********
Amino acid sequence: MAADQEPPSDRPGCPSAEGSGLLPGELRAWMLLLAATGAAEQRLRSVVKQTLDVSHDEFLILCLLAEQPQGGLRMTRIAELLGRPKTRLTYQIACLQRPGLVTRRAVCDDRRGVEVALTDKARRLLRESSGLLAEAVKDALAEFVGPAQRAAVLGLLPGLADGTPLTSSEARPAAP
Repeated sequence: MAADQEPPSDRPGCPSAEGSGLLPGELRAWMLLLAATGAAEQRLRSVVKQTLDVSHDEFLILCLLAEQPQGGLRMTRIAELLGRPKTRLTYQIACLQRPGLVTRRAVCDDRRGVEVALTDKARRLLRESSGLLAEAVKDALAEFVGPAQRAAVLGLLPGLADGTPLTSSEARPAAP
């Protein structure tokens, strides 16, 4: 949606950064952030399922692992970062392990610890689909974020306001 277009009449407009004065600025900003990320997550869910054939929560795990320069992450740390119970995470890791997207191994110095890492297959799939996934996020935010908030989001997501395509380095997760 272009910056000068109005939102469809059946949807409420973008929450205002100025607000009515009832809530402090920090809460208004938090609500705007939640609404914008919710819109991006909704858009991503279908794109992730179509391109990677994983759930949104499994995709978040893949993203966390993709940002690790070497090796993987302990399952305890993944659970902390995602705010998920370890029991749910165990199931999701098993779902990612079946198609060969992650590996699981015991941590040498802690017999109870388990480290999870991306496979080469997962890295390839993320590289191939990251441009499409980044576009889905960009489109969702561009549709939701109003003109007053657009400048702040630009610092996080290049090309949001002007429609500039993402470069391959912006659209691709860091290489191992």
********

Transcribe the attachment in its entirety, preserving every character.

Amino acid sequence: MAADQEPPSDRPGCPSAEGSGLLPGELRAWMLLLAATGAAEQRLRSVVKQTLDVSHDEFLILCLLAEQPQGGLRMTRIAELLGRPKTRLTYQIACLQRPGLVTRRAVCDDRRGVEVALTDKARRLLRESSGLLAEAVKDALAEFVGPAQRAAVLGLLPGLADGTPLTSSEARPAAP
Repeated sequence: MAADQEPPSDRPGCPSAEGSGLLPGELRAWMLLLAATGAAEQRLRSVVKQTLDVSHDEFLILCLLAEQPQGGLRMTRIAELLGRPKTRLTYQIACLQRPGLVTRRAVCDDRRGVEVALTDKARRLLRESSGLLAEAVKDALAEFVGPAQRAAVLGLLPGLADGTPLTSSEARPAAP
């Protein structure tokens, strides 16, 4: 949606950064952030399922692992970062392990610890689909974020306001 277009009449407009004065600025900003990320997550869910054939929560795990320069992450740390119970995470890791997207191994110095890492297959799939996934996020935010908030989001997501395509380095997760 272009910056000068109005939102469809059946949807409420973008929450205002100025607000009515009832809530402090920090809460208004938090609500705007939640609404914008919710819109991006909704858009991503279908794109992730179509391109990677994983759930949104499994995709978040893949993203966390993709940002690790070497090796993987302990399952305890993944659970902390995602705010998920370890029991749910165990199931999701098993779902990612079946198609060969992650590996699981015991941590040498802690017999109870388990480290999870991306496979080469997962890295390839993320590289191939990251441009499409980044576009889905960009489109969702561009549709939701109003003109007053657009400048702040630009610092996080290049090309949001002007429609500039993402470069391959912006659209691709860091290489191992």